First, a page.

August 16: Kawon Hoover, 28. Hoover had a son and a daughter, and a great sense of humor.
Jawaun Pressley, 22. His loved ones called him Bam. He had one daughter.
Keith Rivera, 29.
August 18: Tyra McRae, 36. She was a mom and a substance abuse counselor.
Rafael Reyes, 37.
August 21: Zion Garcia, 20. His loved ones say he had a great smile.
August 22: Billy McKay, 35.
August 23: Sow Mue, 62. Her birthday was New Year’s Day.
September 4: Carlos Lopez, 19. Loved ones called him Los.
Deante Brown, 28. Loved ones called him D.
September 10: Beatrice Serrano, 32. Serrano was a popular tattoo artist.
September 27: Yahir Valdez, 17. He had two brothers, and he was the oldest.
September 30: Calvin Washington, 17.
October 1: Tyrone Stinson, 24.
October 5: Yazeed Al-sawalha, 20. He had a large community of family and friends.
October 9: Damond Brown, 47.
Kwame Pugh, 25. Pugh loved working on cars. He was also a competitive gymnast and won a state championship in pommel horse.
October 12: Aaron Shuford, 21. Loved ones called him AJ.
Ernest Lightner, 58.
October 13: Emanuel Dewayne Taylor, 41.
October 16: Stephen Robinson, 37. Friends and family called him Bert.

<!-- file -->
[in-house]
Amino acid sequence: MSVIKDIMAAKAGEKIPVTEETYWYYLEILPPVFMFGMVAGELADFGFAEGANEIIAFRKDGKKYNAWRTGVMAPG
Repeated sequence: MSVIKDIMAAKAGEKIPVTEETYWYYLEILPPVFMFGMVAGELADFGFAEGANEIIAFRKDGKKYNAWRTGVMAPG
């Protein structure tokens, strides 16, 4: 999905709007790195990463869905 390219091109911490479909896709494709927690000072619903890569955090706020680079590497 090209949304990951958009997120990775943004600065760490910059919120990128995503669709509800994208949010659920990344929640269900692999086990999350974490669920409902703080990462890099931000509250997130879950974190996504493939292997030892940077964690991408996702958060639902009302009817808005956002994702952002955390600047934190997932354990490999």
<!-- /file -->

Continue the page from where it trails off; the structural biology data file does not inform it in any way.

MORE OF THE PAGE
October 19: Dondrake Blackmoore, 26. He had two sons.
Jakailah Jackson, 27. She was a makeup artist and a mom.
October 21: Jevon Ayala, 21. He had a job installing solar panels. His loved ones say his smile could light up any room.
October 24: O’Bryant Robinson, 22. He sang in his church’s youth choir as a kid.
October 27: Robert Darby, 30. He owned his own arcade. His loved ones called him a gentle giant.
October 28: Abel Harris, 41. Loved ones called him Abe.
October 30: Zuri Norman, 26. He played football at Fayetteville State University.
November 4: Ronnie Abram, 37.
November 6: Xavier Adams, 23. He was a dad.
November 7: Ruben Contreras, 16. He loved to tell jokes.
November 20: Joshua Clawson, 16. He had a great sense of humor.
November 26: Rory Montgomery, 60.
November 27: Davis Sanders, 42.
November 29: Richard Clarke, 48. He had two sons. He loved his alma mater, LSU.
November 30: Ricardo Zacarias-Perez, 46.
December 10: Joshua Sealy, 25.
December 12: Derreck Tyrell McDonald, 36.
December 13: Jontavius Demond Hall, 23.
Sharrieff Jones Jr., 17. Loved ones called him Lil Riff. He enjoyed football.
December 19: Daniel Vergara, 31.
December 21: Alejandro Arreola, 36. He had five children.
December 22: Laquintin Marquis McManus, 24. He would’ve turned 25 a week after his death.
Cinquay Jamario Farrer, 30. He was a father.
December 23: David Victor Bruce, 59.
Julia Rena McManus, 50.
December 24: Katherine Roxana Lopez Cruz, 16.
Michelle Avila Robles, 13.
December 28: Unidentified victim.
John Paul Cousar, 51.
December 29: Herbrea Labonnie Keels, 28.
Editor’s note: This story was last updated on January 25 to reflect 2020’s year-end homicide count.